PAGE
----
Tag Archives: Katie Kwan

Rice Paper Scissors : Vietnamese Pop-Up Cafe

8 Feb

In celebration of Vietnamese New Year, street food vendors Valerie Luu of Little Knock and Katie Kwan of KitchenSidecar threw their first Vietnamese pop-up café and called it Rice Paper Scissors. The guerrilla-style, street food fare featured Valerie’s Crab Sautéed Glass Noodles and Katie’s imperial rolls, snail pho and sticky rice dessert with mung beans and lotus seeds, and other yummies.

With a sizzling pan to her left and wok on her right, Valerie served up a hot and flavor-packed family recipe her grandma served this past Christmas. Valerie says when people think of Vietnamese food, they tend to think of Pho and stick with it. So she wants to get people to try what she grew up eating. She finds this a good excuse to hang out with her grandma and learn recipes and preserve that part of her identity through language and food. When in Saigon, she saw an old lady in her pajamas, cooking up food in an ally way with motorbikes buzzing by. No fear. Valerie palled up with Katie to recreate that culture in San Francisco.


Photo Courtesy of Valerie Luu aka Little Knock

I met with Valerie the following day to help her prepare the Crab Sautéed Glass Noodles for the Underground Market put on by forageSF.

She works out of the rentable kitchen space at La Victoria’s Mexican Bakery & Café.

It was Friday afternoon and we shared the kitchen with a slew of street and underground food entrepreneurs, preparing for their own weekend ventures.

Spanish radio blasted heartfelt ballads from the speakers and the smell of freshly baked cookies enveloped the kitchen.

We started by hesitantly picking up and throwing live crabs into a giant vat of boiling water. It takes 20 minutes until the feisty crabs are no longer intimidating. In that time, we chopped a few pounds of onions and cried insurmountable amounts of liquid, punishment for the mass slaughter. Twenty minutes never felt so long.

But when it came, Valerie gave me some crab cracking tips that resulted in nice chunks of juicy, crabby innards.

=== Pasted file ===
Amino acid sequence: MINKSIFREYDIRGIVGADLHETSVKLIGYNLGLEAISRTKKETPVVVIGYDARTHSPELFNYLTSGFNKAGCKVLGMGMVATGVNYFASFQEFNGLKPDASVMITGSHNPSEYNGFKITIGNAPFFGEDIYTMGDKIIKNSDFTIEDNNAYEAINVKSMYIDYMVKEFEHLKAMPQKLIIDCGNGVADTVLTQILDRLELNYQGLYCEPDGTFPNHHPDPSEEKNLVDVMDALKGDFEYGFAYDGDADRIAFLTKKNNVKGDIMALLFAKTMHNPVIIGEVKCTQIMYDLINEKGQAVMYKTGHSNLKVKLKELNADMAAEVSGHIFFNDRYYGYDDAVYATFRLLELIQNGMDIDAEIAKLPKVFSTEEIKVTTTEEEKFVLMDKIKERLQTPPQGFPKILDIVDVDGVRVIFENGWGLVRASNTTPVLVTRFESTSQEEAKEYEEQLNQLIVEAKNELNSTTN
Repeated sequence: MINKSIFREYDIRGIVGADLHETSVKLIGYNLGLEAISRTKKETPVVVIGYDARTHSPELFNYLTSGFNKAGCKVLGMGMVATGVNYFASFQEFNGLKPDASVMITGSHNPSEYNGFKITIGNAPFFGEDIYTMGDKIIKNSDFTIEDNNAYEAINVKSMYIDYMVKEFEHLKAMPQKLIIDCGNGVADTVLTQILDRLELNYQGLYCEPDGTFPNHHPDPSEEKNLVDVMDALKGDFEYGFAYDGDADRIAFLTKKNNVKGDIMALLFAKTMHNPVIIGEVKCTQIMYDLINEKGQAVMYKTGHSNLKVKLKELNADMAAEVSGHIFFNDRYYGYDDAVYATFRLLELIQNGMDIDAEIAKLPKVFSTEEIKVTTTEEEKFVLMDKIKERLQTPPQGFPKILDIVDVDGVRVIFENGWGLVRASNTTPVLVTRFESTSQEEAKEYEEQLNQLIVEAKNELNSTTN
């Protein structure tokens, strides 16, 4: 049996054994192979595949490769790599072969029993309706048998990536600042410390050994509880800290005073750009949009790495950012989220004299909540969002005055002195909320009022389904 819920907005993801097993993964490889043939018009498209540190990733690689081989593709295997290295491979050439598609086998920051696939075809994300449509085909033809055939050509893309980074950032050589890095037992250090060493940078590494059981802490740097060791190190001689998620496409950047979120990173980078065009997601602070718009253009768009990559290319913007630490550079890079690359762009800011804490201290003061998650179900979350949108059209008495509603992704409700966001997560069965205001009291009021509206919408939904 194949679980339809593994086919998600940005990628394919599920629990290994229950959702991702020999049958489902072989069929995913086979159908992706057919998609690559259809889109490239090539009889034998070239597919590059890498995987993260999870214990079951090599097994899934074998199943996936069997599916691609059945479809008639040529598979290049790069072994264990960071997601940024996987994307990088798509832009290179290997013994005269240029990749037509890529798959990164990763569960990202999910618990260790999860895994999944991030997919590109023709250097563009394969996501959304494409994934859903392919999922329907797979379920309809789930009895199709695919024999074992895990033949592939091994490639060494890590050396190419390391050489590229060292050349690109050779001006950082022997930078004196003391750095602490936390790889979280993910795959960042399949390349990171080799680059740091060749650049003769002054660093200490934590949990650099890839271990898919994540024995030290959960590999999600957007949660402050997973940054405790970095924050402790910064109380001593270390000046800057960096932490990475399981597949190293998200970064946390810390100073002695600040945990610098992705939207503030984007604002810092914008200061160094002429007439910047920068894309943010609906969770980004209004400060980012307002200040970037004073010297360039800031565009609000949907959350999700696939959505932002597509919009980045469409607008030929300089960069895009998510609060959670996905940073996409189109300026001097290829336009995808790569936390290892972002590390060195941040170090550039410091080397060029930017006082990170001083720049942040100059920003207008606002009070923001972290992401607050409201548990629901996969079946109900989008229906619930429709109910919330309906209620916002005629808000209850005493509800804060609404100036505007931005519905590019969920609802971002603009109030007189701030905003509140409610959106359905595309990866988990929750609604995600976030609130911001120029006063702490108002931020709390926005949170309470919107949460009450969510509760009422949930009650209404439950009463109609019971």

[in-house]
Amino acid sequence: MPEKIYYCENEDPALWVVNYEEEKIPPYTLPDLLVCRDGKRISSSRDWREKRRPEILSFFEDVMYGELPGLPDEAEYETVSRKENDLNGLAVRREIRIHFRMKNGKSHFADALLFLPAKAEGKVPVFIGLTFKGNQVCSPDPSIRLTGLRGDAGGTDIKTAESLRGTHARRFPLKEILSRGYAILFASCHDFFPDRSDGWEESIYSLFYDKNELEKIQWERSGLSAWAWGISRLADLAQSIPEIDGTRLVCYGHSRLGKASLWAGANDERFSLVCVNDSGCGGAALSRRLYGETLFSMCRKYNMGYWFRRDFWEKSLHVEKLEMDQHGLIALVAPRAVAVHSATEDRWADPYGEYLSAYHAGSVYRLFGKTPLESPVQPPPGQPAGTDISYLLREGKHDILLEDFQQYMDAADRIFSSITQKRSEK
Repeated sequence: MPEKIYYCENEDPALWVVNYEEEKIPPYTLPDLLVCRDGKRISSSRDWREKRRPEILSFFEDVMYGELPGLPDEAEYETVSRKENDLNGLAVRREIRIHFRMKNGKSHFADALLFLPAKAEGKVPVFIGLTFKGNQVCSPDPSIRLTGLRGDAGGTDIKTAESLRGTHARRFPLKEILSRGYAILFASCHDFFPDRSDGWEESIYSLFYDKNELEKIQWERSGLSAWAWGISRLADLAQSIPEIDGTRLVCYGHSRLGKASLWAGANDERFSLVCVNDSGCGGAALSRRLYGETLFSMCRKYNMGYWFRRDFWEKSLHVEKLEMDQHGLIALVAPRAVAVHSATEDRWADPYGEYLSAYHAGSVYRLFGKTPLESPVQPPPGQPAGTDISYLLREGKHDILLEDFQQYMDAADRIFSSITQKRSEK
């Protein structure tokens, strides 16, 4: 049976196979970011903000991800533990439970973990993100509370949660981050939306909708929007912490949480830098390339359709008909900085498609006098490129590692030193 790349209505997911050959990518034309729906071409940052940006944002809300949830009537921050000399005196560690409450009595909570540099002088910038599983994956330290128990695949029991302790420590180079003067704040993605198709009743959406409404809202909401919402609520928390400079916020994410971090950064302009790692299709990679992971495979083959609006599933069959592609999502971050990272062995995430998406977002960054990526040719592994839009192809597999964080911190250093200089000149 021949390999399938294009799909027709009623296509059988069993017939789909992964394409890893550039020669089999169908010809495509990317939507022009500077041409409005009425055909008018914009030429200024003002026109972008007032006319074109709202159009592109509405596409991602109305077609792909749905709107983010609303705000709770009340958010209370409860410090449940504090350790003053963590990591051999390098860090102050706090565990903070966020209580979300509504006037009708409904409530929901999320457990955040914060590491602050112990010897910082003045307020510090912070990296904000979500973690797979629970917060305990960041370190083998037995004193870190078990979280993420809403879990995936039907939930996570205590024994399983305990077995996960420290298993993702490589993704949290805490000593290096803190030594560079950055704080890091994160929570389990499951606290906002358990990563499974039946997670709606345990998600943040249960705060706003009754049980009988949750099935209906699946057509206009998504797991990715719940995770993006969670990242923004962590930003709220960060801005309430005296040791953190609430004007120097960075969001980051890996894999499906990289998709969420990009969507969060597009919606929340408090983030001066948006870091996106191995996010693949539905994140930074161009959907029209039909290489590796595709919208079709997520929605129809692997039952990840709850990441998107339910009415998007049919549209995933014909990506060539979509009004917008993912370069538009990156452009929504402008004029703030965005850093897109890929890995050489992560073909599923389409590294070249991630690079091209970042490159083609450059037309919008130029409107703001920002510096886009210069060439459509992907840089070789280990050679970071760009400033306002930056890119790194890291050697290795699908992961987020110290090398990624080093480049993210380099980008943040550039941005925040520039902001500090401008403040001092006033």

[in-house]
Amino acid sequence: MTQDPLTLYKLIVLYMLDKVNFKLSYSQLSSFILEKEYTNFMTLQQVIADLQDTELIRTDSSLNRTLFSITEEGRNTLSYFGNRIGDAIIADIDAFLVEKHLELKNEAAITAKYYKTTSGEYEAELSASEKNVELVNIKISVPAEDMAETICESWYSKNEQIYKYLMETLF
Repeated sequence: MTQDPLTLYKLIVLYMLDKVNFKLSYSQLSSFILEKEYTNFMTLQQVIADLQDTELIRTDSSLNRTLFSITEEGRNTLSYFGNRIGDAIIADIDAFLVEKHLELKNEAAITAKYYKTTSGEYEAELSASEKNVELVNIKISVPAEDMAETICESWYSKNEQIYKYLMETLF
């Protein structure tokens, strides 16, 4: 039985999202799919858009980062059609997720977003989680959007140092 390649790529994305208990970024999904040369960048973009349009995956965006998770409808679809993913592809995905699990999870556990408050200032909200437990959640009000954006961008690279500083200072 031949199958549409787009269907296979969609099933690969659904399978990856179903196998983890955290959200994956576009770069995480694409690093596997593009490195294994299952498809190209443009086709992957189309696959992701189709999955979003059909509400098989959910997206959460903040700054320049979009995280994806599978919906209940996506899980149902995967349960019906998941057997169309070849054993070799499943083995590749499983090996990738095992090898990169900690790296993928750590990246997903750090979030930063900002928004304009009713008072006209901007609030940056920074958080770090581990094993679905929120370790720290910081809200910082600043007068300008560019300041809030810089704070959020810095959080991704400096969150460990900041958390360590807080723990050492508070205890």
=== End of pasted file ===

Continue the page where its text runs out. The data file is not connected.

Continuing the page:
First, move to the back of the crab and separate the top shell from the body with your two thumbs. Pour the liquid and fluffy white crab brains, also called crab butter, into a container for later use (Secret Sauce). Leave the yellow stuff, that’s the crab’s digestive system. Some consider it a delicacy but it contains chemical contaminants so I don’t suggest it. Once the shell is off, you will see some thin, white, loosely attached gills that you need to remove and also discard. Then twist off the legs at the joint connecting to the body. Take the body and break it in half with the triangular shaped belly flap facing you. And use a nutcracker and the point of a crab claw to fish out the meaty parts the best way you know how!

Valerie pre soaks the glass noodles in warm water 30 minutes before she starts cooking at the Underground Market. She tells me glass noodles are made from mung bean starch. Because the noodle itself is bland, it acts as a blank canvas to absorb the flavors in her “Secret Sauce.” Not to worry. The ingredients are listed at the end of this article.

At the Underground Market, she will boil chicken broth in a wok and add the pre soaked glass noodles. In a separate pan, she sautés yellow onions, garlic, mushrooms and crab. When the noodles absorb the chicken broth, she adds the “Secret Sauce.” When the noodles and sauce have made a dark caramel color, she adds the sautéed crab and other ingredients into the wok. Mix. Plate up, garnish and serve.

Do It At Home

Rice Paper Scissors will be popping up once month in to-be-determined San Francisco sidewalks and alleys. Find updates on Twitter @littleknock  and @kitchensidecar. In between Pop-Up’s, Make Valerie’s Crab Sautéed Glass Noodles with the ingredients listed below.

Secret Sauce – to taste

Red Vinegar, Hoisin Sauce, Sriracha, Soy Sauce, Sesame Oil, Crab Butter

Ingredients

Dungeness Crab, Glass Noodles, Yellow Onions, Wood Ear mushrooms, Garlic, Chicken Broth, Garnish with Cilantro and Green Onions

And in the locavore spirit, Valerie suggests you go crabbing at Fort Point near Crissy Field. All you need is a license, a big net and some chicken for bait. Let the net sit from 20-30 minutes before pulling it in to check your catch. Don’t forget to throw back the little guys!